Gracelessly, most calls for “unity” have nothing to do with authentic unity. It seems to be all about the acceptable political illusion of unity, even if beneath the surface the Body of Christ continues to be dismembered at will by the “contextual majority.” I am all for denominational unity: for the true unity of the entire Body of Christ, not the “unity” of the institution minus the queer members (or some queer members in the bargaining). This is not the grace-filled math of God we worship. Our God’s arithmetic of grace always produces more than the expected sum of the parts. Through God’s grace 2 + 5 = 5,000 and change! If we are the followers of this gracious God of abundance, how can the dividing of queer “babies” be an acceptable compromise?
It might be convenient, expedient, and even popular to expect that “other” people agree to surrender “their” queer baby, gay uncle, lesbian mother, trans sibling, intersex cousin, gender non-binary friend, bisexual neighbor or parts of one’s own self for the sake of denominational “unity,” or the illusion of it. The truth is that we have never been united. It has always been aspirational. The labor fueling the aspirational hopes of the church has come greatly from the ones outside of the centers of power, the ones doctrinally cut off yet willing to serve for the sake of true unity of the Body of Christ. Throughout our denominational history, and in every denominational rendition before the cross and the flame came together, there has always been a group of people cut off from the Body of Christ. Our ambiguities about justice have yield injustices.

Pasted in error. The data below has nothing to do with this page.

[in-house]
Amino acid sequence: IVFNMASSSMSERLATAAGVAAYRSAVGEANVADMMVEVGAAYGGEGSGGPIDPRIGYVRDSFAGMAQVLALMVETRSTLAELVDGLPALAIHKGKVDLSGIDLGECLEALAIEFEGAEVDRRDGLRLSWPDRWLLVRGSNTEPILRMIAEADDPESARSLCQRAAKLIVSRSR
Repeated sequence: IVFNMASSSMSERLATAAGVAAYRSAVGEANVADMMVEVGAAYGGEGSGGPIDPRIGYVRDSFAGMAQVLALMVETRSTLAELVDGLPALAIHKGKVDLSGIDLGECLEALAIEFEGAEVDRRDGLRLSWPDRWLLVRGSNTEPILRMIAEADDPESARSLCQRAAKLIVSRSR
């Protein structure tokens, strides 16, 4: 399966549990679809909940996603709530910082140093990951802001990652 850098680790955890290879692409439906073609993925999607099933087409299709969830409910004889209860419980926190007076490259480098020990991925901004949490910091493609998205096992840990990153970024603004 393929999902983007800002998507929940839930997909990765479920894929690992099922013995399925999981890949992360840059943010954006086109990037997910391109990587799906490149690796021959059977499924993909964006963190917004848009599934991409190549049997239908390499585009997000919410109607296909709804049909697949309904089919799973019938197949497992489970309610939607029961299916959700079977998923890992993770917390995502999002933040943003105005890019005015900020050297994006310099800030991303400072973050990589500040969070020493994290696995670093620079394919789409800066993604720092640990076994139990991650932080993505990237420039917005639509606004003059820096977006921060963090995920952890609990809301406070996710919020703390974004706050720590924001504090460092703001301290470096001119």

I am all for true denominational unity: for the true unity of the whole Body of Christ, not the “unity” of the institution minus the “minor” or “invisible” queer parts. Is it any wonder why we keep coming up short as we strive for quasi “unity?” Are we living into the warnings of Prophet Isaiah…?
13-17 “Quit your worship charades.
I can’t stand your trivial religious games:
Monthly conferences, weekly Sabbaths, special meetings—
meetings, meetings, meetings—I can’t stand one more!
Meetings for this, meetings for that. I hate them!
You’ve worn me out!
I’m sick of your religion, religion, religion,
while you go right on sinning.
When you put on your next prayer-performance,
I’ll be looking the other way.
No matter how long or loud or often you pray,
I’ll not be listening.
And do you know why?
Because you’ve been tearing people to pieces,
and your hands are bloody.
Go home and wash up.
Clean up your act.
Sweep your lives clean of your evildoings
so I don’t have to look at them any longer.
Say no to wrong.
Learn to do good.
Work for justice.
Help the down-and-out.
Stand up for the homeless.
Go to bat for the defenseless.
Isaiah 1:13-17 The Message (MSG)